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[personal profile] cjwatson
[livejournal.com profile] ewx prompted me to write about programming languages, and said "be as specific or general as feels appropriate".

Answering prompts with a personal-history kind of framing seems to be working quite well this month, so I'll stick with that for this one. I started programming when I was seven; that was on a ZX Spectrum+ which was a lovely piece of hardware for the time, so the language available was Sinclair BASIC. This wasn't a bad BASIC dialect, and I remember its PRINT command having some useful gadgets. The limited memory and the very odd encoding (numbers were always five bytes; reserved tokens were always one byte) meant that it was sometimes worthwhile to go through some ridiculous circumlocutions which have stuck in my head: INT PI was two bytes in memory against five bytes for 3 (ditto SGN PI for 1 and NOT PI for 0). At any rate this kept me going until I was 11, at which point we got an 8086-based PC.

There was a dark stage for about a year here where I didn't have any programming language worth mentioning, because MS-DOS 3.3 (I think it was) didn't ship with one. Batch files were sort of barely functional for a few things, and if you were really determined it was possible to do things like write a minimal calculator in them, but it wasn't exactly pleasant. Out of a mix of desperation and curiosity I resorted to teaching myself assembly language via DEBUG.COM; I haven't used that experience much since, but it was probably worth having done at least for a while.

When I was about 12 we upgraded to MS-DOS 5.0, which shipped with QBasic, so I had a more or less familiar language available again with slightly different quirks. Not having to number lines manually was a bit of a revelation, and I seem to remember subroutines being noticeably better. Some things were more annoying, and I seem to remember putting in some effort to add some of the facilities that the Spectrum's PRINT command had. I stuck with this until I was about 16 or so, including going to the All-Ireland Schools' Programming Competition (which I think is now the All-Ireland Programming Olympiad); I placed respectably enough but not particularly close to the medals, and reckoned that some of that was due to trying to use BASIC, which was just a bit too clunky for the job.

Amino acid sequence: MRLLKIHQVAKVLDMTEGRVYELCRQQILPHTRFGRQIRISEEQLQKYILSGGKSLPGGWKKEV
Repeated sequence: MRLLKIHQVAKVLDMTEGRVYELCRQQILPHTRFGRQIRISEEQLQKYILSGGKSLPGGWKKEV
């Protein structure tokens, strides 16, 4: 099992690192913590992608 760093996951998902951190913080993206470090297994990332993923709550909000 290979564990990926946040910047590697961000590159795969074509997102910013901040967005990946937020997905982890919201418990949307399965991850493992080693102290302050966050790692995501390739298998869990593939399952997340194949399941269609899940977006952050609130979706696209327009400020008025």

That summer I went on a residential course in Dublin where I learned Pascal, and that made a big difference, though part of that was probably just due to the mental flexibility involved in having learned a second language. The next year I went back to the same competition and felt I'd done much better. I sat through the awards ceremony, of course presented in reverse order, figured I'd just missed out on the medals and might try again next year, and almost fell over when they announced I'd come first. This of course did a lot for my confidence and meant I got to go to the international competition, which was mainly useful in that it was the first time I'd really hung out with other serious programmers.

I learned C at some point before going to university. If memory serves it was initially a dialect called Pacific C, although I haven't retained any of its idiosyncrasies. I think I then used Visual C++ for a bit, until I switched to Linux-based systems in 1998ish and taught myself GNU C, which even at the time was much closer to the standard. (It wasn't until a year or two later that I got hold of a copy of K&R II, at which point things started making a lot more sense than whatever I'd picked up through osmosis.)

At university they taught us ML (on the reasonable basis that virtually nobody knew it already so it levelled the playing field) and Java. ML was excellent at broadening the mind but I never kept it up. I used Java for a while, but eventually I decided that it just felt too clunky for me and I was running into its limits a lot in terms of what systems programming was reasonable at the time, and I've avoided it since.

Once I was using Linux, the scripting facilities were a lot more powerful and it often made sense to use them for things where I'd previously have used full-fledged programming languages. I used a lot of bash, sed, awk, and such around this point. In 1999 or so I taught myself Perl, and that was another big step up in terms of how quickly I could get things done. Perl is often criticised for being a write-only language, and I admit that I've occasionally contributed to this, but I think my normal style is rather more readable and it's mostly fine if you refrain from playing silly buggers too much. It remained my language of choice for some years, including lots of work on the Debian bug tracking system which is written in Perl.

When I started working for Canonical, Python was the preferred language there, so I taught myself that. That was just as well since I soon found myself being handed stuff like Germinate to maintain (nowadays it looks more like this, which is a bit more tractable). Nowadays I'm very comfortable in Python, either 2.x or 3.x, and my new job will involve even more of it. It's a reasonably nice general-purpose language with generally excellent library facilities; it's maybe not the fastest thing in the world with the standard implementation but it's not terrible, and I feel pretty comfortable with its quirks.